This makes the whole process of taping your drywall much faster and neater as you don’t have to worry about the mud dripping onto the floor and having to clean it up right away.
Drywall Tape Width
Small – 1 inch — 7/8 inch
This width drywall tape is very easy to find in most big box stores and online.
While it works perfectly for people who have experience with hanging and taping drywall, if you are new to the process and don’t have a lot of experience completing this type of work, you may be better off buying something a little wider.
It’s wide enough to easily cover where two pieces of drywall join together but if you accidentally angle the tape, then it can be difficult to cover the seam completely without any air bubbles.
This means that you will either have to turn the tape, risking a wrinkle, or cut it and use a second piece to get the smooth look that you want.
Medium – 2 inches — 2-1/2 inches
Just slightly wider than the smallest drywall tape, that little extra room makes using this drywall tape a lot easier for many people.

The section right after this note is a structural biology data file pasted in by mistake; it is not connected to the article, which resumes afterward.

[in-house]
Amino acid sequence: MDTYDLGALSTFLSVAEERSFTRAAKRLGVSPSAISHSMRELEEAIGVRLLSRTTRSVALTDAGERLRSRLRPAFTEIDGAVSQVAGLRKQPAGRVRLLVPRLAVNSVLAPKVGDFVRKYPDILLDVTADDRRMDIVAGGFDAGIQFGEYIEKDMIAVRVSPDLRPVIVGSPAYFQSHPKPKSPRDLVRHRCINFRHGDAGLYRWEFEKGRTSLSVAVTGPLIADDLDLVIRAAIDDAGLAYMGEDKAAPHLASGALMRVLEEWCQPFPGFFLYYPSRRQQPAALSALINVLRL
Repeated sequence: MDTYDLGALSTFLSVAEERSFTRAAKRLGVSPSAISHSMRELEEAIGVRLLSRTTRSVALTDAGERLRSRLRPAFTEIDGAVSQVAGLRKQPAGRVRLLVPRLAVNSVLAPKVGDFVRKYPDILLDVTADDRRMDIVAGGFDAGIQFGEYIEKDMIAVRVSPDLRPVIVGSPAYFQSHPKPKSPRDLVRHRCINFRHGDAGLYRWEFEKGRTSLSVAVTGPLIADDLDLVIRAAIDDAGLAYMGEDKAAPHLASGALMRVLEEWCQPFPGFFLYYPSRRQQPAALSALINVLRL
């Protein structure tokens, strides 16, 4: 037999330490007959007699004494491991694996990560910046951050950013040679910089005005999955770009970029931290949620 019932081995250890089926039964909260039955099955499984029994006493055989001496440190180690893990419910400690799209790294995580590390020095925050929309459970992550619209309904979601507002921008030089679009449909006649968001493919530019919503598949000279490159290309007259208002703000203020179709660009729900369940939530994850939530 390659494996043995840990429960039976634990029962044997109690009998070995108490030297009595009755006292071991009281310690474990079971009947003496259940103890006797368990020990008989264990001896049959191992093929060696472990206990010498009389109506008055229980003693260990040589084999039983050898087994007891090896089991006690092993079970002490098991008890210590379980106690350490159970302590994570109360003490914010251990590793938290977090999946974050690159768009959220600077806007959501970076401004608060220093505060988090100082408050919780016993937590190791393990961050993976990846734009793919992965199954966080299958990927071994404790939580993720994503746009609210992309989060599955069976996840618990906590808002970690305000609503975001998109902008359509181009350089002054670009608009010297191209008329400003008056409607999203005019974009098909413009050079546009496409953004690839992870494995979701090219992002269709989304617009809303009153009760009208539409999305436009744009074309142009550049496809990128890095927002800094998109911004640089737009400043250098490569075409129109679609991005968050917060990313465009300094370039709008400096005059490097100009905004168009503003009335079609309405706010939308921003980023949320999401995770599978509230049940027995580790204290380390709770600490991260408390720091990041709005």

Instead of worrying about if you are applying the tape at an angle and will have to cut it to start over, the slightly wider tape makes using one strip for the whole height of the wall a lot easier.
You can buy this tape with a number of features and in many types; since it is so common, you can easily find it at most stores.
Being able to pick it up in many locations as another perk of this width of tape as you won’t have to worry about how to get more if you run out during a project that you’re working on.
Large – 6 inches
If you are concerned about the seam of your drywall and how to cover it completely, especially if the seam is uneven or not straight, then you will want to choose drywall tape that is wider than average.
This type of tape is great for reinforcing areas of the wall as well as repairing damage and can be used for decoration, as well.
When you buy self-adhesive drywall tape that is this wide, then it makes it very easy to patch cracks and holes without having to worry about mud, and the width ensures that as it dries, there won’t be any deformation.
This type of tape is generally used for minor repair or patch jobs but does work just as well to cover a normal drywall seam without any issues.
Extra Large – 36 inches
Source: Home Depot
If you need to patch a large area of your wall and want to use one strip of drywall tape so you don’t have to worry about how to layer it smoothly over the problem area, then you will want to buy drywall tape that is very wide.